Cricket: England again save their best for last

Click to follow
The Independent Online
South Africa 205-8; England 206-3 England win by seven wickets

ENGLAND'S summer has started predictably. Not as winners of the Texaco trophy, which until their second successive defeat on Saturday had been the norm for the last six seasons, but as a side who save their best for after the big event. Whoever captains them, and their storming win over South Africa at Headingley yesterday was just the latest example, England are a side who specialise in making the futile gesture.

Many of course would argue all sport is meaningless. If it is, this win would still have had a frisson of satisfaction about for England's beleaguered players, coming as it did with seven wickets and 15 overs to spare. On a pitch offering something to all bowlers, South Africa's total of 206 was made to look woefully inadequate as both Alistair Brown and Nick Knight put on 114 for the first wicket.

Brown, as he has often threatened, but rarely achieved, played the pinch hitting role to perfection. With fast hands and an expansive follow-through, he flayed everything South Africa could throw at him. Unless injury prevails, he can now book a berth for the triangular tournament later in the summer, something not guaranteed his Surrey team-mate Adam Hollioake, who must now wait to see if his tenure as England's one-day captain is to be continued.

Dropped once by Jonty Rhodes - one of three difficult catches the fielder spilled in the course of the mayhem - Brown's 50, which came from just 31 balls was the fastest in the 15-year history of this trophy. Remarkably it was not the quickest by an England player, an accolade that belongs to Chris Old, whose half-century against India in 1975, was made from 30 balls.

After the disappointment of England's timid displays in the first two internationals, it was stirring stuff. At one stage, the unthinkable even happened, as South African heads began to droop. Not for long though as another brilliant piece of fielding to run out Brown, this time by Jacques Kallis, momentarily stalled the slaughter.

Knight, less combustible than his partner, kept up his remarkable record in this form of cricket by again passing 50. With a one-day average of 40, Graham Thorpe may be Mr Reliable in the middle order, but Knight's average of 46 is the best in the current squad. Not bad for a batsman who takes a risk with almost every ball he faces.

With a momentum the All Black scrum would have been proud of, England continued playing their shots, despite Knight's departure. After a brief but feisty hack from Matthew Fleming, it was left to Alec Stewart and Nasser Hussain to knock off the deficit. Hussain played some mighty strokes, twice depositing the off-spin of Pat Symcox into the stand at the Kirkstall Lane End.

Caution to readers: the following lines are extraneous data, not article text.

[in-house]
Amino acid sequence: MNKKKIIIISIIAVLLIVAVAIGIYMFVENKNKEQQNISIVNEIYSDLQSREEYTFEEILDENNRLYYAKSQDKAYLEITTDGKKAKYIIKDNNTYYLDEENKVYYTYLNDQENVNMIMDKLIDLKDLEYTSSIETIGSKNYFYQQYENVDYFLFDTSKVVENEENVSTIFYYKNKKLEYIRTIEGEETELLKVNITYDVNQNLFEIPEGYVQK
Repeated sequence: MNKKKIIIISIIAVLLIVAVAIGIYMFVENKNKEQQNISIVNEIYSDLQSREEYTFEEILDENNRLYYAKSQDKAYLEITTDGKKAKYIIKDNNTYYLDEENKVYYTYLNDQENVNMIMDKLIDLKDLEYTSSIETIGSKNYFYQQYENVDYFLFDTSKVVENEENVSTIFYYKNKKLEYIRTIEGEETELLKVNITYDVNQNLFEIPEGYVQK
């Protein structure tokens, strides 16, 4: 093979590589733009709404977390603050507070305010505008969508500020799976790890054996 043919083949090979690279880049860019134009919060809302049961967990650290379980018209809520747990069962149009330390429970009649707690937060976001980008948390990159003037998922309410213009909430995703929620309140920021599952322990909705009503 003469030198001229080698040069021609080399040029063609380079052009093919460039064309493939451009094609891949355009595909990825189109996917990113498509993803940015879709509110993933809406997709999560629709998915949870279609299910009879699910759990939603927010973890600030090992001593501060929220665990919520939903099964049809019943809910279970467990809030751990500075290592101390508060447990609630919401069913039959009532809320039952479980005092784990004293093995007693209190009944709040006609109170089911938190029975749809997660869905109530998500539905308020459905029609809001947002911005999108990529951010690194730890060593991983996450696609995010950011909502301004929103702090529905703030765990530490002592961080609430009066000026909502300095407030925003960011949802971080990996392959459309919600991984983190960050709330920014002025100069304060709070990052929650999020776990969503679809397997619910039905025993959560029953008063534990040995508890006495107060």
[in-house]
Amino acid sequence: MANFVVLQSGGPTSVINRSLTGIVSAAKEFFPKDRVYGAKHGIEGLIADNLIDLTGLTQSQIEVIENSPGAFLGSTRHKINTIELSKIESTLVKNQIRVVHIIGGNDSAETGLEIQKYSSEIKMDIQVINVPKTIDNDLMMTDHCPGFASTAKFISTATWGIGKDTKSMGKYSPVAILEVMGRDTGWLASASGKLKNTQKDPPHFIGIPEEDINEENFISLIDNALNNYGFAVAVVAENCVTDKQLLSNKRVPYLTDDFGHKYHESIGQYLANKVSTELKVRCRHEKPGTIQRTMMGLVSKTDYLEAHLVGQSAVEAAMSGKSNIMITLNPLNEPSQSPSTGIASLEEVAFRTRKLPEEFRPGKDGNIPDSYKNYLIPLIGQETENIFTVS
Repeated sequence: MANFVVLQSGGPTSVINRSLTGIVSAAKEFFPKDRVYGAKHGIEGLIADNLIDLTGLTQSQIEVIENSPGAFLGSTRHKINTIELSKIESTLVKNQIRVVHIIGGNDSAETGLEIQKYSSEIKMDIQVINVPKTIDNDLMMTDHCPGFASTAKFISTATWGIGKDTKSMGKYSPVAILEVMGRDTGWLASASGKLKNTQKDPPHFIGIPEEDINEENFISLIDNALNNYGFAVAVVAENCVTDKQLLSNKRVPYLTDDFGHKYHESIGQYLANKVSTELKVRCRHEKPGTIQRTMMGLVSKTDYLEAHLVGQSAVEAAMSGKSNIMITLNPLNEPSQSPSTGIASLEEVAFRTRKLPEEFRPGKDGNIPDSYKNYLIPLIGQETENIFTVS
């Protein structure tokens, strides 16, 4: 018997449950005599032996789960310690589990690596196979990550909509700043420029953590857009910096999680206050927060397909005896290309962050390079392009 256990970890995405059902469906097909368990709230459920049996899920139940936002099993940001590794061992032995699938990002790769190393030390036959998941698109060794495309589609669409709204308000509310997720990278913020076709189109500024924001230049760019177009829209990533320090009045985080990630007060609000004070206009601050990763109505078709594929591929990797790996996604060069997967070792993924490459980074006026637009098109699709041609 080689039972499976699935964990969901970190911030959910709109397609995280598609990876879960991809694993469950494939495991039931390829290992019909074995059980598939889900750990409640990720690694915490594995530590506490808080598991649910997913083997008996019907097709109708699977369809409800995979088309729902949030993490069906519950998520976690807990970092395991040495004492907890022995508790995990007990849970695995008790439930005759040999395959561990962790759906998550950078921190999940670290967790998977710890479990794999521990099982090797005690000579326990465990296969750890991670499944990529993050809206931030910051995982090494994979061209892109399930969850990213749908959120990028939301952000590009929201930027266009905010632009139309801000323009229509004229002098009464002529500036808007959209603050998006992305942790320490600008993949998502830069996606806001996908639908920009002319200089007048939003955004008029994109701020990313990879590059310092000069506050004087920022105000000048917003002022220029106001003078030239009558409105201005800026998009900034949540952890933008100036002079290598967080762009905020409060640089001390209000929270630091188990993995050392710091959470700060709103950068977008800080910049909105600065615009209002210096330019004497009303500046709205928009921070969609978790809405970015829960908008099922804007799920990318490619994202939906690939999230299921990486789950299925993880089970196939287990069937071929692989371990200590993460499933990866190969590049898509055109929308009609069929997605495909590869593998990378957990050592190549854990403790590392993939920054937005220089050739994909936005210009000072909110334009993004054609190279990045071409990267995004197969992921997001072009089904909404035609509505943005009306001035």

One-day cricket is a fickle game and South Africa, fielding an unchanged side despite their already having won the trophy, will no doubt shrug the loss off. Less clear, is what England's selectors will make of it the lone victory.

If some of the selections were, as claimed, an experiment, they left it until the last match to get come up with the right formula. Even then, with South Africa having the comfort of a series win behind them, no-one can be sure if any subsequent conclusions can be trusted. As a test, the series is best considered a false positive, with selectors knowing not who, but who not, to pick.

What was obvious, after Hansie Cronje had won the toss and batted, was that Angus Fraser made a better partner for Darren Gough than Chris Lewis, who withdrew with a sore hip.

The old fashioned, but largely extinct virtues of line and length, choked the visitors' opening batsmen and Fraser finished with figures of 2 for 23, the most abstemious of the series. Who knows, but for muddled selections in the first match and timid captaincy from Hollioake in the second, England may not have relinquished their fine home record.

Yet South Africa deserved to win the series. They are well drilled and play efficient cricket, squeezing their opponents into submission, rather than slaughtering them. Unlike many of the England side, including several old stagers, their players have disciplined and unmuddled minds.

Under pressure, South Africa's players invariably take the right option, which means they tend to win the important skirmishes as well as the close ones.

When it mattered, the only right options Hollioake took under pressure, were when he was batting, which he did rather well, scoring 32 and 46 at crucial moments. Providing he can get back to his unreconstructed ways, he should continue as captain for both the series later in the summer as well as the tournament in Bangladesh.

Already saddled with the tasks of Hercules, the last thing Stewart need is more responsibility, or indeed a trip to Bangladesh in October. Instead England's Test captain needs to get his team playing cricket of sustained intensity in the forthcoming series this summer and again in Australia later in the autumn. Something Gough's lively return - he was named as England man of the series despite 0 for 57 yesterday - should go some way towards achieving.